Wednesday, May 15, 2013

A couple clear nights in Renton.

Yes, I'll admit once again I've been slacking on new blog content here. Do I really have loyal readers of this that get a *Ding!* new entry to the Astro-Blog? I guess I should hope so. I have unintentionally come into some more free time lately when the loss of yet another job about a month ago, so I'm wandering around looking for a job on the internet, and getting things done around the house these days. The job hunting has been pretty bleak once again. Anyway, I've had time to get some more work done on the sticky observatory dome, cussed at Windows some more (that's pretty normal), and have done a little imaging this last week in our warm weather.
First image is what the observatory looks like on a nice, stable, clear night.  Sure, there is a bit of light pollution to the west from the city of Renton, but at least it's not bouncing off the bottom of clouds for a rare change in scenery.
Next, we have a shot of the NGC4565 Galaxy.  It's a nice example of an edge-on galaxy.  It's easy to see the center of the galaxy and the dust lanes through it as we see it from the edge.  The galaxy is 50 million light years away, so I feel honored that those wee little ancient photons made that long trip just to be sucked into my camera and preserved forever.  Just like a spider captured in a jar?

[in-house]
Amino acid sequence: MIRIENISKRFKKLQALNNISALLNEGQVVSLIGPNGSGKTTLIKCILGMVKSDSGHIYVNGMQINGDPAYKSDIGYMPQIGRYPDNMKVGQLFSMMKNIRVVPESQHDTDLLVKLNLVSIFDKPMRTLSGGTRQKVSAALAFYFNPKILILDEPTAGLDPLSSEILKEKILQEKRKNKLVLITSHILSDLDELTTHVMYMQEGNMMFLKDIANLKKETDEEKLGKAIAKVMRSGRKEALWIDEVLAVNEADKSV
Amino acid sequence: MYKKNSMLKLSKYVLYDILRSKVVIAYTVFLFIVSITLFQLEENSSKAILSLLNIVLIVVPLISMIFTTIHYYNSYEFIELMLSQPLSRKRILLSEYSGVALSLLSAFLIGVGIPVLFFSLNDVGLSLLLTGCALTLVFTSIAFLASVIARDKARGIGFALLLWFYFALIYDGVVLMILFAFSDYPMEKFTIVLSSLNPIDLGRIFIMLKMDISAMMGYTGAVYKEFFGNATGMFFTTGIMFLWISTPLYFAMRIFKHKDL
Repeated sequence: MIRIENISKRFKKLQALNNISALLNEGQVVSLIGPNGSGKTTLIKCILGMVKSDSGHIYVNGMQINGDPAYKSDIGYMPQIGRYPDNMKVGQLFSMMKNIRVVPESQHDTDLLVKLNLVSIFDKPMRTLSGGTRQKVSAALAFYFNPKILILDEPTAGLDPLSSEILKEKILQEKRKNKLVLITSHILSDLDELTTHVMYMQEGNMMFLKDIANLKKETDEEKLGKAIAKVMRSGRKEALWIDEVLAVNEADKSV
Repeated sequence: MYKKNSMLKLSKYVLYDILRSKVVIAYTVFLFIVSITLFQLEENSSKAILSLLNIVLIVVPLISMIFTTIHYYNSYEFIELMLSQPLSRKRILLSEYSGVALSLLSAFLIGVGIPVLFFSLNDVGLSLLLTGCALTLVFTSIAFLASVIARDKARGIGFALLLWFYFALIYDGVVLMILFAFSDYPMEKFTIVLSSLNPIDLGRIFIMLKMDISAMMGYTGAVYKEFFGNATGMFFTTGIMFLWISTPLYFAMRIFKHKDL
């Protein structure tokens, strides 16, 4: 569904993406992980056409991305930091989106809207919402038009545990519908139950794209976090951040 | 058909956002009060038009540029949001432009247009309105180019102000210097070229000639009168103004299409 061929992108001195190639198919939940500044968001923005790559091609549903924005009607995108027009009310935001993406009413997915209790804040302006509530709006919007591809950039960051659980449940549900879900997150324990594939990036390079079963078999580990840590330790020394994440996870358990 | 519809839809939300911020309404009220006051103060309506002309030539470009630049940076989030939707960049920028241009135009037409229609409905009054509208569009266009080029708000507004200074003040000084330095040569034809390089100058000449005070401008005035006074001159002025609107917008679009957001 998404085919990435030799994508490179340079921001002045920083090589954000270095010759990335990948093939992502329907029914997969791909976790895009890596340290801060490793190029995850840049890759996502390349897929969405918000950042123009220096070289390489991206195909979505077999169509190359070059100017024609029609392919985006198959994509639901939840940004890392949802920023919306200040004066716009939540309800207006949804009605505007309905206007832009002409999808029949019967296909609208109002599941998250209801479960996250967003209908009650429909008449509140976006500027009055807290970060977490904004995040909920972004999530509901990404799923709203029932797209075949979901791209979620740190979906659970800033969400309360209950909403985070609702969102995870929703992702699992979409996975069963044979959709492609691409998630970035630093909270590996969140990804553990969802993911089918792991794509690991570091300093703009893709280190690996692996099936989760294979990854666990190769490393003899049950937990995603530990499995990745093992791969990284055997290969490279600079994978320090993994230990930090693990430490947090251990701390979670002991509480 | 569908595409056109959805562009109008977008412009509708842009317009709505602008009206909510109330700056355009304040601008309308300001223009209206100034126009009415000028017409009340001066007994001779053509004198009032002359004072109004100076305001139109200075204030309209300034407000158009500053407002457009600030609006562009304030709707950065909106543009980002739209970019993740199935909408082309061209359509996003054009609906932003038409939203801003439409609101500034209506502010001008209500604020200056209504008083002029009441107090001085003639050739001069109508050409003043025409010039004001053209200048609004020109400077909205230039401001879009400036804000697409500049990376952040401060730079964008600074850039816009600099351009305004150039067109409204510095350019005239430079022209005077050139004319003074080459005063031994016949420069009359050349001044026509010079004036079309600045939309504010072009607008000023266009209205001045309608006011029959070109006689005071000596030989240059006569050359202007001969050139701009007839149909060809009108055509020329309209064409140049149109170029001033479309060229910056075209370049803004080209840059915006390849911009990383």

The techie details for those who care:

  • Scope: Meade LX200 Classic at f/6.3
  • Camera: Canon 350D (modified).  ISO800
  • Images: 21 exposures at 5 minutes each stacked and tweaked with Images Plus

Next is the familiar M51 Whirlpool Galaxy.  If you follow this blog and your computer goes *ding!* you probably know that I have taken many images of this one.  It's probably still my favorite and it's nicely located almost straight up this time of year.   I'm still working on getting the ultimate shot of this thing, and never quite satisfied.
Again the techie info:

  • Scope: Meade LX200 Classic at f/6.3
  • Camera: Canon 350D (IR modified).  ISO800
  • Images: 12 exposures at 5 minutes each stacked with Images Plus
As always, click the small images to see these in full size. 
That's it for now, more later hopefully!

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